I can hear her answer and acknowledge it, but it is foreign to me; as foreign as my answer is to her. My answer is that I would love that friend. I have no such endemic crisis of self: I see myself as a praiseworthy figure. Indeed, at the risk of sounding vain even on a blog written by me ABOUT me, I am very pleased with who I am. At every turn, what I seek are ways to improve those traits which are great, or to bolster the weaknesses. In the quiet of my own mind, the sounds I hear are not the voices of criticism but the noises of industry. "Tomorrow, I should look up what an earwig is; I'm not really sure when I heard it in that Eddie Izzard routine." Or "I had no idea that I'd been using the word 'sartorial' wrong all these years! Let me see if I can use it in a proper sentence." Or "It's too bad that friend of mine lives so far away. I love her company and I rather like the way I'm perceived by her." Or "I think having one life goal is good enough: to have a working knowledge about everything!"

Some friends are surprised when I tell them I consider Pride to be the prevailing sin of my character. Perhaps some of the confusion arises because I don't suffer from the most common form, that of physical vanity. Perhaps confusion comes because I also have a healthy supply of Humility towards myself and my actions, supposedly the opposite force of Pride. I'll tackle this all in an entry for another time, but for now, the most important thing to know is that my weakness, Pride, is also my strength. The negative aspects of Pride dog my steps, but the positive aspects bolster my conscience.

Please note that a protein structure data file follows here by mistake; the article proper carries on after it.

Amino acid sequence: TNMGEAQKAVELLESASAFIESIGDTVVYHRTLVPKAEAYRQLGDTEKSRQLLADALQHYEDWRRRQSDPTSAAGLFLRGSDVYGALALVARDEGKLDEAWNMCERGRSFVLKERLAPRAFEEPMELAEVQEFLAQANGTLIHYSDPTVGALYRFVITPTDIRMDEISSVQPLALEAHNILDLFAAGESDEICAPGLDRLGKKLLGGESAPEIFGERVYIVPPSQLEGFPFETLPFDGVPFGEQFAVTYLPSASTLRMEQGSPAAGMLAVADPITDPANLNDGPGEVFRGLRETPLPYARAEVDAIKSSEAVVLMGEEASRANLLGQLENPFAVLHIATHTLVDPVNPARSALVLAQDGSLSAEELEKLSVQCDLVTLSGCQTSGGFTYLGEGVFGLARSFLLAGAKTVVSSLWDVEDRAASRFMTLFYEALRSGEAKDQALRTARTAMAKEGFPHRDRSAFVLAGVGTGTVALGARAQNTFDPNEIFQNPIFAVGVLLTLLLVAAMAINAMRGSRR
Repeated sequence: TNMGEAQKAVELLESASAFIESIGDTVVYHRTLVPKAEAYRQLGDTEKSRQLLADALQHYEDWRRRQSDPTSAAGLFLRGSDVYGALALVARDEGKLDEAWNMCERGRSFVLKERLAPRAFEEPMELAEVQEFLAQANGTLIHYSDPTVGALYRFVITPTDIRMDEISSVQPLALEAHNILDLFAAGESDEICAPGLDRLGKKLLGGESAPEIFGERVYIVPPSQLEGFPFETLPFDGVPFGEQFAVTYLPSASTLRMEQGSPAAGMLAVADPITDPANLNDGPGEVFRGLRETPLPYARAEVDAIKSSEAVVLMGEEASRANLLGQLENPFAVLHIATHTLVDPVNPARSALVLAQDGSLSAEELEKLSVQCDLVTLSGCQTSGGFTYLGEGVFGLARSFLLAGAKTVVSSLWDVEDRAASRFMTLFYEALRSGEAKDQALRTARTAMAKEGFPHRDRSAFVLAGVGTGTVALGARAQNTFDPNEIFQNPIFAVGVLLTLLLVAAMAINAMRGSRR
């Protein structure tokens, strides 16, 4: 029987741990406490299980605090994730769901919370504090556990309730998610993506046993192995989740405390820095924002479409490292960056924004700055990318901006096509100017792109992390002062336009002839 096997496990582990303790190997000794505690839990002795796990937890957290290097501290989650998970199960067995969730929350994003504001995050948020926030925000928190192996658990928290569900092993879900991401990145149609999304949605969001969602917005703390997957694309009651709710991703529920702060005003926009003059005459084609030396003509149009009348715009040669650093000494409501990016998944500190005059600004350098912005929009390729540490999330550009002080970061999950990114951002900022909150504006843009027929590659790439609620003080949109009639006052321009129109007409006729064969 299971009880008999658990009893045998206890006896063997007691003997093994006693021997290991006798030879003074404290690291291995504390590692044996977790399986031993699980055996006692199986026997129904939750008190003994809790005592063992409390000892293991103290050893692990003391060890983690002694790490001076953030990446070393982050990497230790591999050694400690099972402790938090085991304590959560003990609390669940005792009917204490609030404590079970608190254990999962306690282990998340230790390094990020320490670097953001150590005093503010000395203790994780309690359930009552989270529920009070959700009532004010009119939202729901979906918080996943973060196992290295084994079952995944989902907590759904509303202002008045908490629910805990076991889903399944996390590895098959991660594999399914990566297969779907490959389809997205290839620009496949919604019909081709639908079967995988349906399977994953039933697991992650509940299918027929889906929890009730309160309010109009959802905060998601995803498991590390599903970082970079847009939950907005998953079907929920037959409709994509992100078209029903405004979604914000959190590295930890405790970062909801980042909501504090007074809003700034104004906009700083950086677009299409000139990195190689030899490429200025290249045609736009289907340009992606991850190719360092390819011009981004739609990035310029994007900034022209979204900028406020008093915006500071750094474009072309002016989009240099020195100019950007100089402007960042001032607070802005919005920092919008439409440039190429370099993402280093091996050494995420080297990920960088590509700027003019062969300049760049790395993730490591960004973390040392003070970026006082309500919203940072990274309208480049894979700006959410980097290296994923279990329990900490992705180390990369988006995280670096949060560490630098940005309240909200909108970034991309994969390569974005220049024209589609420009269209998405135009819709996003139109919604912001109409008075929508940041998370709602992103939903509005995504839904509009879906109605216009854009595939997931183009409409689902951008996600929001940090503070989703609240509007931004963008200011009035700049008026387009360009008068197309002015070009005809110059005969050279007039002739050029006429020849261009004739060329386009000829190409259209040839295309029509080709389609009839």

So, my friend's question is turned on its head. She fears and despises the company of her shadow friend, full to the brim of all the self-cleaving dislike she feels for herself. She would not keep that friend. But I actively search for that friend. In many ways, I have no friend who talks to me as I talk to myself. The prospect of finding such a friend is attractive! Someone who thinks of me like I think of me? Very interesting.

This is not meant to denigrate my friends. I love them all, in the sense that they've put up with me long enough for me to realize I'd be lost without them. But none of them communicates to me in the way I do myself.

I do admit trepidation, though. One who has a positive outlook doesn't neccesarily need someone outside his own head telling him how great he is! The danger of magnified self-congratulation is quite high.

But maybe that person is what I need. Maybe that person's philosophy and presence is the key required to get past the barrier I find myself metaphorically stuck behind, its immensity squatting on my life's path. Do I need that unquantifiable-until-I-see-it energy to come from somebody else before I can break forth into the next of life's grand adventures? Or should I shun my complimentary double in much the same way as my friend, for being an external representation of all the most unhelpful traits?

1 comment:

  1. "The noble soul has reverence for itself." - Nietzsche, in Beyond Good and Evil.

    I don't agree with everything that he said, but I do agree with this quote. Loved the entry.

    ReplyDelete